It's worth noting that during the Middle Ages, having a job was not strictly necessary. Yes, you needed some sort of income, but that didn't always mean you had to work at a single profession. Nobility could often get away with just owning enough land to provide for their households - and leave the actual working of the land to their servants. Yeoman might have a bit of land they work - not to get rich, but just to provide for the daily needs of themselves and their family. Commoners might have a few jobs each, and switch between them by season or as demand comes up - see Grain-based Local Currency for a discussion of how this works. The traveling life is also quite common in the era, with people going where the jobs are this month, and living lightly as a result.
On the other hand, some kingdoms in the era have established a system of Monopoly by Royal Decree which may make certain professions illegal unless you happen to be working for/with a particular nobleman who owns the contract on that industry. Between that and Trade Guilds (and the various laws stemming from them), it's always a good idea to a make a few inquiries before you set up shop in a new town.
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Many RPGs are Fantasy games, and will use some blend of this list with one or more other lists.
- For eras before this, see List of Ancient and Classical Professions, or List of Tribal Professions. Either may be used for particular cultures or species within a setting, as it's quite common to depict some "barbarians" at the edge of The Empire.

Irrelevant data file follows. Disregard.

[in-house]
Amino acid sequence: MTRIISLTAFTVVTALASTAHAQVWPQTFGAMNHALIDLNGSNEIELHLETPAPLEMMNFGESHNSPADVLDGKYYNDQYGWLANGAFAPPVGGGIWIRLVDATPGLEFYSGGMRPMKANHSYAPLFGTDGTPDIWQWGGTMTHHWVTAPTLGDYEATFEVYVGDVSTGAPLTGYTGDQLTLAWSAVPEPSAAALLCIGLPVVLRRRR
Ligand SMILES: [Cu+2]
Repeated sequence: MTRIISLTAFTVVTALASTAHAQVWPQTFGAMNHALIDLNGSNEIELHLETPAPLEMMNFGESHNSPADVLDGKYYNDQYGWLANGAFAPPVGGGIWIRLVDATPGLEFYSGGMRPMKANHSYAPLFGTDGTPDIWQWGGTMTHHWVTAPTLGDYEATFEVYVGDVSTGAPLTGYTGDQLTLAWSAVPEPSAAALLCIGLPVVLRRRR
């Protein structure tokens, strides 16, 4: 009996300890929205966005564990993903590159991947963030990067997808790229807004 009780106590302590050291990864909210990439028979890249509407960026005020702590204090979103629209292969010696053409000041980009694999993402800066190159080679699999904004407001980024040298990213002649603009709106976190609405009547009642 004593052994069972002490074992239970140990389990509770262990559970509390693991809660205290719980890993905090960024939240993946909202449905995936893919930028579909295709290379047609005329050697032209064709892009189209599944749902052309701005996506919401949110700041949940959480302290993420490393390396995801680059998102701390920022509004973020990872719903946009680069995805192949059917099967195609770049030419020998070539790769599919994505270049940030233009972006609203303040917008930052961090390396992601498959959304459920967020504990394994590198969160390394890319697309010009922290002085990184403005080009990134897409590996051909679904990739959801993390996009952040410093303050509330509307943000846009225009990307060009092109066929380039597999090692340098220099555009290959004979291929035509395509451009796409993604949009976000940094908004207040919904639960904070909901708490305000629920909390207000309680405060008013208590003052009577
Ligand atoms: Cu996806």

- For eras after it, from Reformation to Colonial Era and Golden Age of Piracy, and into the start of the Industrial Revolution, see List of Colonial Era Professions.
- For more cinematic occupations, see List of Fantasy Genre Professions.
Game and Story Use
- Knowledge of professions can lend verisimilitude to your game.
- In the Middle Ages, there's no concept of convenience store or department store. Even something more like a general store would be extremely rare - the closest concept would be a common marketplace, or possibly a traveling peddler or tinker who carried his or her wares on their back. In general, when you want to buy something in this era, you go straight to the source / specialist. Middle-men are few.
- Not that most groups really want to spend a lot of time on the complexities of shopping. So, don't over-do it.
- But still, a couple little flavorful flourishes can make the game more real. Having a plot involve a particular merchant (preferably one with a narrow or unusual specialty) will really drive home the point that this is a more primitive and less commercial age.
- Some adventuring possibilities are opened up by these concepts.
- If a community lacks a particular business, the PCs might make some quick cash as merchants, or as bodyguards to a merchant convoy.
- In a remote region, certain supplies the PCs have previously taken for granted may be unavailable. This village has no apothecary, so healing potions and curative spells are not available. This community has no fletcher, so your arrows are precious and cannot be restocked. This sort of thing results a short-term boost to the challenge of an adventure, and can result in the PCs having to shake up their tactics a bit.
- Just be careful you don't overuse this notion (it'll get annoying, and provoke your players to really press the limits of the encumberance rules.
- Also, make sure you don't unfairly burden one PC over the others. If everyone carries a bow, an arrow shortage is interesting. If just one PC uses a bow, and that PC's character concept is the Archer with Improbable Aiming Skills, then things may not go so well.